Should Craft Units Become Separate Bargaining Units?

A craft unit is an organization of workers who perform skilled or semi-skilled labor such as electricians and carpenters. Craft units have their own unions, i.e. Carpenters Union, International Brotherhood of Electrical Workers (IBEW), Plumbers & Pipefitters, etc. Non-craft units generally belong to unions like the Teamsters, Service Employees International Union (SEIU), and UNITE HERE that include many different types of jobs from many different industries.

The National Labor Relations Board looks at the following six factors when determining whether a bargaining unit is a craft unit:

  1. Whether the proposed unit consists of a distinct and homogeneous unit of skilled craftsmen;
  2. The bargaining history, with an eye to stability;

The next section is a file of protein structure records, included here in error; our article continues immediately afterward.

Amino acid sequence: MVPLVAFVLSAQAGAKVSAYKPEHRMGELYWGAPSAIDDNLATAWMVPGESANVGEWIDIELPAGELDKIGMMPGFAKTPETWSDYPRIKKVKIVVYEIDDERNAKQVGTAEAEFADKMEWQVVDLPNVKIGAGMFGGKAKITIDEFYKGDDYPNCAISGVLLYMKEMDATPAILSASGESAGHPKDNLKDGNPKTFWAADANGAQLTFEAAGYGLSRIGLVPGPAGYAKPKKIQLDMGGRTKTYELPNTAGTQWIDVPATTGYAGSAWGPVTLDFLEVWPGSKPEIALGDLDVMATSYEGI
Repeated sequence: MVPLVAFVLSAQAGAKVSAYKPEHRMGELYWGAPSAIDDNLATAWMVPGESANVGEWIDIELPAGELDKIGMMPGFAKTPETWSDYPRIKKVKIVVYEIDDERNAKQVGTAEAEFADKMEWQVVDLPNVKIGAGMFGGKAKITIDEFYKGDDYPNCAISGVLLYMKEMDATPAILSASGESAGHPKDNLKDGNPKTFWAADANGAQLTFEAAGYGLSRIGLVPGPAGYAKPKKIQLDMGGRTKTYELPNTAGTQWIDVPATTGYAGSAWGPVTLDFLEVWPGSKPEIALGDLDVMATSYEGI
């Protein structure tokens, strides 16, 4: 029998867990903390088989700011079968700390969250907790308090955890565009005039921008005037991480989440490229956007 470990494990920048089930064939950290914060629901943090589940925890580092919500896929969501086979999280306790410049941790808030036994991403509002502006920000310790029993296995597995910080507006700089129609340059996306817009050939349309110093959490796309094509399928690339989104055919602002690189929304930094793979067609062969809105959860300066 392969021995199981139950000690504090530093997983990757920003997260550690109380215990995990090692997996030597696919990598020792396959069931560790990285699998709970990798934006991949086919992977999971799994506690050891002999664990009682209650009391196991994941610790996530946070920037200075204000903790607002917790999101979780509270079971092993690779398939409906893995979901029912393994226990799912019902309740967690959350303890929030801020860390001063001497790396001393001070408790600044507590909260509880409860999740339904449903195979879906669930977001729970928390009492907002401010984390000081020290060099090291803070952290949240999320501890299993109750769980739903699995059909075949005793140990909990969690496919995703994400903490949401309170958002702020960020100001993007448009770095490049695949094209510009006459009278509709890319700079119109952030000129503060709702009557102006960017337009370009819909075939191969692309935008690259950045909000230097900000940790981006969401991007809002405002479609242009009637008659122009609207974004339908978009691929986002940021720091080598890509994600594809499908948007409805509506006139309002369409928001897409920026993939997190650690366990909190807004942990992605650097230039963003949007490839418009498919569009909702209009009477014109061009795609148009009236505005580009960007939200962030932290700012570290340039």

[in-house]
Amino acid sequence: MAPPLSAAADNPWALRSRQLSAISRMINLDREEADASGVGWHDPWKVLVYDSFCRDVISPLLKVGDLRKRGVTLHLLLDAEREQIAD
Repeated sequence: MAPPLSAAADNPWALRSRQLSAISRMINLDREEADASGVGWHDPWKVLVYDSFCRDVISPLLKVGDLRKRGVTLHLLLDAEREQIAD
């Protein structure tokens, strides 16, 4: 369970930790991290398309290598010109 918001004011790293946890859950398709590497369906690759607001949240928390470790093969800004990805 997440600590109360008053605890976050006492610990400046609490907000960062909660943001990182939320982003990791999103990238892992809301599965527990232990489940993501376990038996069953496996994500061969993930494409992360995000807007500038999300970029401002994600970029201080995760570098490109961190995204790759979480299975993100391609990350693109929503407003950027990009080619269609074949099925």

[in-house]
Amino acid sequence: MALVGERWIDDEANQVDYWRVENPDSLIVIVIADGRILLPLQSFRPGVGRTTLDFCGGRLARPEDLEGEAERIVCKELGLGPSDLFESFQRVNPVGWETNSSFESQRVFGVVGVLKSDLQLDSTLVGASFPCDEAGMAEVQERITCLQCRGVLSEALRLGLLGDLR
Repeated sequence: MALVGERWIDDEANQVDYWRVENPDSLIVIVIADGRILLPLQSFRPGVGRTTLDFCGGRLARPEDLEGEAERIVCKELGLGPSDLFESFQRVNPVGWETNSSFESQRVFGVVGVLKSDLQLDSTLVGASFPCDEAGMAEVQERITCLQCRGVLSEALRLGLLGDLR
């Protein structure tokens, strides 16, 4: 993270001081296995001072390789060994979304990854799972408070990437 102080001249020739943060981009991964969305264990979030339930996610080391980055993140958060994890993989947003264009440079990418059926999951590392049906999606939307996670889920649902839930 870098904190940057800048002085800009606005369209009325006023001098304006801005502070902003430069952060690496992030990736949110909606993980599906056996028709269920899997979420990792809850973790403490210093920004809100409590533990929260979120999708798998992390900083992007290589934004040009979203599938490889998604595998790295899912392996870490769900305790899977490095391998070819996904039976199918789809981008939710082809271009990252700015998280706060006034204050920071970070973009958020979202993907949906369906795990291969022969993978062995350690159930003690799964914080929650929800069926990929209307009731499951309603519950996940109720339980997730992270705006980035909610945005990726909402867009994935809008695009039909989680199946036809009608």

3. The extent to which the proposed unit had maintained a separate identity;
  4. The pattern of bargaining in the industry;
  5. The degree of integration in the employer’s production process; and
  6. The qualifications of the union seeking to represent the proposed unit.

The Board is usually hesitant to disrupt an established bargaining relationship unless the facts of the particular case warrant otherwise. Employers that want to establish craft units for separate representation are better off achieving this goal during initial organizing. While this decision rests on the factual nuances of each situation, it is generally less disruptive to separate units up front as opposed to separating them once a bargaining relationship has been established. Companies should consult with labor counsel when deciding whether to separate craft unit because different conclusions face different challenges and rewards.

Matt Austin is a Columbus, Ohio employment lawyer who owns Austin Legal, LLC, a boutique law firm with offices in central and northeast Ohio that limits its representation to employers dealing with labor, employment, and OSHA matters. You can call Matt at 614.843.3041 or email him at